Maybe it’s the “entitlement” mentality but, again, people who don’t bother to vote are not entitled to complain about the results of their not voting.

    Monday, October 27, 2014 at 1:28 pm | Permalink
  2. wildwood wrote:

    I was complaining today that in St. Louis County, it’s not all that easy to find out what’s on the ballot until you show up at the polls. I think everyone should get a sample ballot in the mail a week or two before an election. We have judges up for a vote and I’m going to have to first try and find a ballot, and then try and figure out what part of the ballot applies to me, and then start researching the things that do apply to me. I should not have to do anything but the research part and of course the voting part. Voting responsibly is a lot more work than it needs to be and I’m pretty sure that’s on purpose.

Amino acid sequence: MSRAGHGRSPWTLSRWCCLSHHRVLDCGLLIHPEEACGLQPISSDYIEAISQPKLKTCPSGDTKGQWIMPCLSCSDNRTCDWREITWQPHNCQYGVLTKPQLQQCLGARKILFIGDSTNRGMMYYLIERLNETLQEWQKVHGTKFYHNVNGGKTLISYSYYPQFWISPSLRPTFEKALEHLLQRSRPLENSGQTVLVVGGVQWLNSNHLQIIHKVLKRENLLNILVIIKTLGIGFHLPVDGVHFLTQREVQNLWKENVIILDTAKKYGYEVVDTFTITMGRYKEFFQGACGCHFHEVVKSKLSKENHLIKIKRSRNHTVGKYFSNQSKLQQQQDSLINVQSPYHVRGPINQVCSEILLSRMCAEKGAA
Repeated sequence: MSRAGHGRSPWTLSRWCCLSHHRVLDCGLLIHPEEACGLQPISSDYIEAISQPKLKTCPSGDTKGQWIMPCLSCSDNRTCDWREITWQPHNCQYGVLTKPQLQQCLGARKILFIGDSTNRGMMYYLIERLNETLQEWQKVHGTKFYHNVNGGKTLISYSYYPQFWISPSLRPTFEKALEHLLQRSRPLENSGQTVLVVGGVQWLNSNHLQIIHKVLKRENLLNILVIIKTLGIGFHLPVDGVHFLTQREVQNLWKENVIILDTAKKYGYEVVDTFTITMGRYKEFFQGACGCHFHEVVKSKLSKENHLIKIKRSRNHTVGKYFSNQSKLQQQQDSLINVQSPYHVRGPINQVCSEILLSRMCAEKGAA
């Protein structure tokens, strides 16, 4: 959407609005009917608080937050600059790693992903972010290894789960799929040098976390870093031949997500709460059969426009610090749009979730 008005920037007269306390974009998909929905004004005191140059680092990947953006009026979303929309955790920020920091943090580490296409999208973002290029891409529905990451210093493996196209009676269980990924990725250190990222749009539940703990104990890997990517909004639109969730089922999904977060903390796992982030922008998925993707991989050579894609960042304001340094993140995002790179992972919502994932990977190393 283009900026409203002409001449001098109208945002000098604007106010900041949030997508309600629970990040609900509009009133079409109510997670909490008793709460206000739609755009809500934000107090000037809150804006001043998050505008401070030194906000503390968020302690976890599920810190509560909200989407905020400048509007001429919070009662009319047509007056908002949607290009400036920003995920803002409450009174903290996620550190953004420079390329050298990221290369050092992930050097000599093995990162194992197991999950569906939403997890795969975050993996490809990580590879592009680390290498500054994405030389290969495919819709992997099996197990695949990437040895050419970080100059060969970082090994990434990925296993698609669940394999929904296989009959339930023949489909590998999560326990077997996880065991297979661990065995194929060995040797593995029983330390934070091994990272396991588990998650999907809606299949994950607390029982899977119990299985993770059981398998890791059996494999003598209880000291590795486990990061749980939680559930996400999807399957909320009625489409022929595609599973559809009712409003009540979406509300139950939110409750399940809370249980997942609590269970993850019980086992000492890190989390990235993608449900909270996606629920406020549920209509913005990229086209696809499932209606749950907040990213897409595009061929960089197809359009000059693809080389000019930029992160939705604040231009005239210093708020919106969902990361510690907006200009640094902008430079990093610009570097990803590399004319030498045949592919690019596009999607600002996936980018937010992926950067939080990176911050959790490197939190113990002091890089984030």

Monday, October 27, 2014 at 2:39 pm | Permalink
  3. Iron Knee wrote:

    Jon, simple mathematics shows that gerrymandering works very well even considering voter turnout. Any time voters are divided into districts with the boundaries controllable by politicians, gerrymandering will work because of the winner-take-all nature of our elections. All politicians have to do is spread out sympathetic voters so that there is a small majority of them in as many districts as possible (which concentrates voters for the opposing party into as few districts as possible).